1. Not finding help here? Sign up for a free 30min tutor trial with Chegg Tutors
    Dismiss Notice
Dismiss Notice
Join Physics Forums Today!
The friendliest, high quality science and math community on the planet! Everyone who loves science is here!

Compound interest application

  1. Dec 8, 2005 #1
    [​IMG]

    I'm having some trouble with this problem
    what i did was

    (15500 + 1000t)*e^0.05t > 1000
    so basically, when the money you are making is greater than how much you would make by keeping the cards

    i know the first t = when you sell it, but what is the second t? that should be the amount of time the money is left in the account, but it doesn't give anything. Also, i'm having trouble just solving this. I would appreciate any help, thanks!
     
    Last edited: Dec 8, 2005
  2. jcsd
  3. Dec 8, 2005 #2

    CarlB

    User Avatar
    Science Advisor
    Homework Helper

    It seems to me that what you're trying to do is to maximize profit. Profit is defined by how much you make in one year. In the one case the profit is $1000 per year. In the other, it's 5%, <<<compounded continuously>>>. You need to compare these things. Don't forget "continuously".

    Carl
     
  4. Dec 8, 2005 #3

    Tide

    User Avatar
    Science Advisor
    Homework Helper

    IOW, at what point would the interest on the value of the card collection exceed $1,000/year.
     
  5. Dec 8, 2005 #4
    I don't understand,what is wrong with what i was doing?
     
  6. Dec 8, 2005 #5

    Tide

    User Avatar
    Science Advisor
    Homework Helper

    You have the appreciated value compounding interest continuously. According to your statement of the problem, the collection is either appreciating or you're taking the proceeds and then investing it.

    Try it this way. At the end of n years, the value of the collection is [itex]15,500 + 1000 n[/itex]. If you sold at the end of n years and deposited the money, how much would that money be worth one year later with interest compounded continuously? What would be the interest earned at the end of that year? How big does n have to be in order to produce more than $1,000 interest in that year?
     
  7. Dec 9, 2005 #6
    isn't that just

    compound interset: P = P(o)*e^rt, where t = 1
    and since you will be putting 15,500 + 1000 n

    (15500 + 1000n)*e^0.05 > 1000 ?

    because you will get 15500 + 1000n from selling, which you will put in the bank, and you want the profit made in one year to be greater than how much you would make by just keeping the cards
     
  8. Dec 9, 2005 #7

    Tide

    User Avatar
    Science Advisor
    Homework Helper

    That looks good to me!
     
  9. Dec 9, 2005 #8
    i tried solving that, but I got a negative number, and the answer is should be 4.5 :confused:
     
  10. Dec 9, 2005 #9

    Tide

    User Avatar
    Science Advisor
    Homework Helper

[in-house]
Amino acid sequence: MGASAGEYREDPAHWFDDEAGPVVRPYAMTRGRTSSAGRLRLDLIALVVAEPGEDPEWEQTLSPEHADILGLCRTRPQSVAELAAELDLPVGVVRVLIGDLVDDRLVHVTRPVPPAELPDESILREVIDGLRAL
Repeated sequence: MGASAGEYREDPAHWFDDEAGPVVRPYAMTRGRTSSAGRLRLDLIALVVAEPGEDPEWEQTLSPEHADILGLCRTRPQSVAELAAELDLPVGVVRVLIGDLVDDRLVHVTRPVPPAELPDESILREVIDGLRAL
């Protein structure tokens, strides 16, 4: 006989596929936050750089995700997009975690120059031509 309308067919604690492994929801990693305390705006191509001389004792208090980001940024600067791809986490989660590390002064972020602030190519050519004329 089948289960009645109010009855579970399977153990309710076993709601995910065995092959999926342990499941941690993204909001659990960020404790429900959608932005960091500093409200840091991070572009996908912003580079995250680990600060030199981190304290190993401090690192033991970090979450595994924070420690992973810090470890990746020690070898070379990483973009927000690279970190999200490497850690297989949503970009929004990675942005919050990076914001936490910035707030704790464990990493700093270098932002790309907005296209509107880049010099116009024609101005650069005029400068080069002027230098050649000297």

Actually, you should be solving

    [tex](15000+1000n)(e^{0.05} - 1) = 1000[/tex]

    since it's the interest we're concerned with. You should find n is about 4.
     
  11. Dec 9, 2005 #10
    thats what someone told me, why is it (e^0.05 - 1) though? where did the -1 come from? i did try that and got the right answer, but i don't understand where it came from
     
  12. Dec 9, 2005 #11

    CarlB

    User Avatar
    Science Advisor
    Homework Helper

    An easier way to set up the problem is to compare the rates at which the amount is increasing. I don't think that

    [tex](15000+1000n)(e^{0.05} - 1) = 1000[/tex]

    is correct. Instead, the equation should be:

    [tex](15000+1000n)(1.05 - 1) = 1000[/tex]

    So I get 5 years exactly. The reason is that you are not comparing the amount earned per year, but are instead looking at the amount compounded continuously. As soon as that amount exceeds the rate of $1000 per year (or about $3 per day), you sell and put the money in the bank.

    Have I made this clear? What I'm saying is that the point in time in which you convert over is determined by a comparison of rates, not a comparison of how the two choices will do over the following 12 months. Consequently, the continuous interest rate (.05) shouldn't be converted to an annual rate by the (e^.05 - 1). There's nothing special in the problem about a "year". The year is just the unit of measurement for time in this case.

    You can convert the problem into a problem where the unit of measurement is the second. To do that, you divide the $1000 by the number of seconds in a year, and you divide the 5% by the same amount. When you're done, you'll solve the problem the same way and since what you're looking for is a higher rate, you'll get the same answer, but in seconds instead of years.

    I'm going against the grain here. Maybe I'm confused. It's pretty clear that if you leave the collection alone for 5 years you will end up with a total value of $20,000. Why don't you figure out how much you'll have if instead you stop at 4.5 years and then put the resulting $19,500 in the bank at 5% interest compounded continuously? I don't have a calculator handy right now so work it out.

    By the way, I find that playing "Railroad Tycoon" is the best way to learn how to use a financial calculator.

    Carl
     
    Last edited: Dec 9, 2005
  13. Dec 9, 2005 #12
    Oh, i get it now, Thanks so much for all the help!
     
Know someone interested in this topic? Share this thread via Reddit, Google+, Twitter, or Facebook

Have something to add?



Similar Discussions: Compound interest application
  1. Compounded Interest (Replies: 2)

Loading...